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Sexing the World – Grammatical Gender and Biological Sex in Ancient Rome - Princeton Scholarship Online
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Sexing the World: Grammatical Gender and Biological Sex in Ancient Rome

Anthony Corbeill


From the moment a child in ancient Rome began to speak Latin, the surrounding world became populated with objects possessing grammatical gender—masculine eyes (oculi), feminine trees (arbores), neuter bodies (corpora). This book surveys the many ways in which grammatical gender enabled Latin speakers to organize aspects of their society into sexual categories, and how this identification of grammatical gender with biological sex affected Roman perceptions of Latin poetry, divine power, and human hermaphrodites. Beginning with the ancient grammarians, the book examines how these scholars used t ... More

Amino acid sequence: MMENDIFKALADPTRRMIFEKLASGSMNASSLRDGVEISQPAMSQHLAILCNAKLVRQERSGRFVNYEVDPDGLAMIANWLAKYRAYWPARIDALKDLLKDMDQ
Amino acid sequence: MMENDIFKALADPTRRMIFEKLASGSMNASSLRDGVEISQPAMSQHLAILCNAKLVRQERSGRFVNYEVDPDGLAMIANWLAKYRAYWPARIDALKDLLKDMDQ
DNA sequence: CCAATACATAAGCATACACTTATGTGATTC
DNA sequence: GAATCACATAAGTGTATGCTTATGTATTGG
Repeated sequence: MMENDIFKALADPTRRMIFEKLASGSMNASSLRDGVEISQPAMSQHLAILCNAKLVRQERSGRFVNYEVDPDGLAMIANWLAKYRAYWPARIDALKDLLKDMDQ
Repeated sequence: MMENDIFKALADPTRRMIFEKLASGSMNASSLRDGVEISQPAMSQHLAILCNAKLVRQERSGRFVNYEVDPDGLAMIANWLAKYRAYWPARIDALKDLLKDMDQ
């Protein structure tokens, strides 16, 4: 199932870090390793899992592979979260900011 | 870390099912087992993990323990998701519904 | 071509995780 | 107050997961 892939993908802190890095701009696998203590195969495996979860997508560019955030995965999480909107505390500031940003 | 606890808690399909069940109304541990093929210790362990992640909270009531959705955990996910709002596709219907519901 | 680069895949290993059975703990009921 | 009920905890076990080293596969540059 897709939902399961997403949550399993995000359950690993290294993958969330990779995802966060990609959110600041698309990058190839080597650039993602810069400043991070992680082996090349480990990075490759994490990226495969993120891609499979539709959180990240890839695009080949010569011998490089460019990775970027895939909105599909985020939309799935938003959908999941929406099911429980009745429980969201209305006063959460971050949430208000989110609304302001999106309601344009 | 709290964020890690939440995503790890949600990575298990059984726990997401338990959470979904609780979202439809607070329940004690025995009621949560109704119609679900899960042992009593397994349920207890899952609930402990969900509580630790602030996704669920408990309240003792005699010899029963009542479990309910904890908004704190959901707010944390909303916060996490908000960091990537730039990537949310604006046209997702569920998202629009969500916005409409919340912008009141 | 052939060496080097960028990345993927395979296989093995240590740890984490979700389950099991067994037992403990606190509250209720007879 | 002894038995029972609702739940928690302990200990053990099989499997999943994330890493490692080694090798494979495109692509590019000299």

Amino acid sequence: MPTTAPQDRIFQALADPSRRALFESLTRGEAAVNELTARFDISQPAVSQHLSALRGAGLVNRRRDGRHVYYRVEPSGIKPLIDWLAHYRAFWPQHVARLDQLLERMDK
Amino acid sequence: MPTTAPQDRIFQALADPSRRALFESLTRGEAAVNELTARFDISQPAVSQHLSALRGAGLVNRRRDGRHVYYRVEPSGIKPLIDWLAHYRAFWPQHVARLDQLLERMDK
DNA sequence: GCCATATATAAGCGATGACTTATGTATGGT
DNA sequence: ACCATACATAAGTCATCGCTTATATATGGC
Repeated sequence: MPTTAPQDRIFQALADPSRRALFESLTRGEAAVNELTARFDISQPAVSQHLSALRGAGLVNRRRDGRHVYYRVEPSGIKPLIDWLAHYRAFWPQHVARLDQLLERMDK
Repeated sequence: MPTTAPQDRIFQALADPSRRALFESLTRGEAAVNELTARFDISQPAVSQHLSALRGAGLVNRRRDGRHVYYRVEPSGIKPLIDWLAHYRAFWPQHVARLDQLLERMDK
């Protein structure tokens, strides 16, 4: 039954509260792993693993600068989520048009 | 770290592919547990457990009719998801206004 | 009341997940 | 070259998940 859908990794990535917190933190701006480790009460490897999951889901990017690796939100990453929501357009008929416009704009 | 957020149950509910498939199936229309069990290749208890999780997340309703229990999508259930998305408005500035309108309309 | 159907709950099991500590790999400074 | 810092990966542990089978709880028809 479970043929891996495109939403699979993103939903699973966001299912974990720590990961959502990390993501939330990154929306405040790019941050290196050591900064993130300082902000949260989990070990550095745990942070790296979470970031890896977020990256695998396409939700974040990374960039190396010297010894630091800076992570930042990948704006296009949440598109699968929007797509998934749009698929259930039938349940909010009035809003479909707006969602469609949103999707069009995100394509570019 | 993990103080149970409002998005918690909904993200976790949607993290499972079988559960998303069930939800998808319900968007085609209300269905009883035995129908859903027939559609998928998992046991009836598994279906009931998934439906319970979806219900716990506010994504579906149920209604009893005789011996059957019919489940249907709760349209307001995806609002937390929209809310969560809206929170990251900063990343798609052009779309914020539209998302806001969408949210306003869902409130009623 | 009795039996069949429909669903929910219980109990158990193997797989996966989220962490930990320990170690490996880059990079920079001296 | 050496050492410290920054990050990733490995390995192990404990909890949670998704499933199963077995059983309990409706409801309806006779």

Keywords: grammatical gender, Latin speakers, biological sex, hermaphrodites, Latin poetry, divine power, nouns, ancient Rome, Roman religion, state politics

Bibliographic Information

Print publication date: 2015 Print ISBN-13: 9780691163222
Published to Princeton Scholarship Online: October 2017 DOI:10.23943/princeton/9780691163222.001.0001


Affiliations are at time of print publication.

Anthony Corbeill, author
University of Kansas